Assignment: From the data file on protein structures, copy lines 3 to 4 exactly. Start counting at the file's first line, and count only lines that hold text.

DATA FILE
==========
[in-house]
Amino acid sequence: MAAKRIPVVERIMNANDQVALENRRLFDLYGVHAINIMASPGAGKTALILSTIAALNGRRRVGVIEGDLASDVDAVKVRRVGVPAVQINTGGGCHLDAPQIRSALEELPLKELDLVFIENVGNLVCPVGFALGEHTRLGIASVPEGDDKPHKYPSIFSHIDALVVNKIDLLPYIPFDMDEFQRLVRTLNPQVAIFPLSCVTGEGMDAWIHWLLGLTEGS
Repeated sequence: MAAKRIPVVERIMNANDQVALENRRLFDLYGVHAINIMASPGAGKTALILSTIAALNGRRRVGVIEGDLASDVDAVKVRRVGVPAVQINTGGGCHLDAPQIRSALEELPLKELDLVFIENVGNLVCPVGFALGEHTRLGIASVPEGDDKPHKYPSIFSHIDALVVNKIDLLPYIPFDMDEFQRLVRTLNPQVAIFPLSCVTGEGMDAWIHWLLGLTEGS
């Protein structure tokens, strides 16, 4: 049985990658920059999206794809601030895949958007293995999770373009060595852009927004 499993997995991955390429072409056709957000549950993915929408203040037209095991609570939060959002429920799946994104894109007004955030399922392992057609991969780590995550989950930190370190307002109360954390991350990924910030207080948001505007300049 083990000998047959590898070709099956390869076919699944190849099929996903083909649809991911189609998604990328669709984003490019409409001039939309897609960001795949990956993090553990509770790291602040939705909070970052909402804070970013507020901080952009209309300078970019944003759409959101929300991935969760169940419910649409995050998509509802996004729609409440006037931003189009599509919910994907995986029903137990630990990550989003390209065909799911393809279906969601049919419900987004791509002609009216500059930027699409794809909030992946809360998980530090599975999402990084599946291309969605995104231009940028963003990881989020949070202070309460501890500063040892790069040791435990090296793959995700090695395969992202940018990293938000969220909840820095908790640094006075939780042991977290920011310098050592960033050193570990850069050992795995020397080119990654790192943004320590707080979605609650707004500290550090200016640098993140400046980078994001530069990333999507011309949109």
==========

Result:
Repeated sequence: MAAKRIPVVERIMNANDQVALENRRLFDLYGVHAINIMASPGAGKTALILSTIAALNGRRRVGVIEGDLASDVDAVKVRRVGVPAVQINTGGGCHLDAPQIRSALEELPLKELDLVFIENVGNLVCPVGFALGEHTRLGIASVPEGDDKPHKYPSIFSHIDALVVNKIDLLPYIPFDMDEFQRLVRTLNPQVAIFPLSCVTGEGMDAWIHWLLGLTEGS
């Protein structure tokens, strides 16, 4: 049985990658920059999206794809601030895949958007293995999770373009060595852009927004 499993997995991955390429072409056709957000549950993915929408203040037209095991609570939060959002429920799946994104894109007004955030399922392992057609991969780590995550989950930190370190307002109360954390991350990924910030207080948001505007300049 083990000998047959590898070709099956390869076919699944190849099929996903083909649809991911189609998604990328669709984003490019409409001039939309897609960001795949990956993090553990509770790291602040939705909070970052909402804070970013507020901080952009209309300078970019944003759409959101929300991935969760169940419910649409995050998509509802996004729609409440006037931003189009599509919910994907995986029903137990630990990550989003390209065909799911393809279906969601049919419900987004791509002609009216500059930027699409794809909030992946809360998980530090599975999402990084599946291309969605995104231009940028963003990881989020949070202070309460501890500063040892790069040791435990090296793959995700090695395969992202940018990293938000969220909840820095908790640094006075939780042991977290920011310098050592960033050193570990850069050992795995020397080119990654790192943004320590707080979605609650707004500290550090200016640098993140400046980078994001530069990333999507011309949109």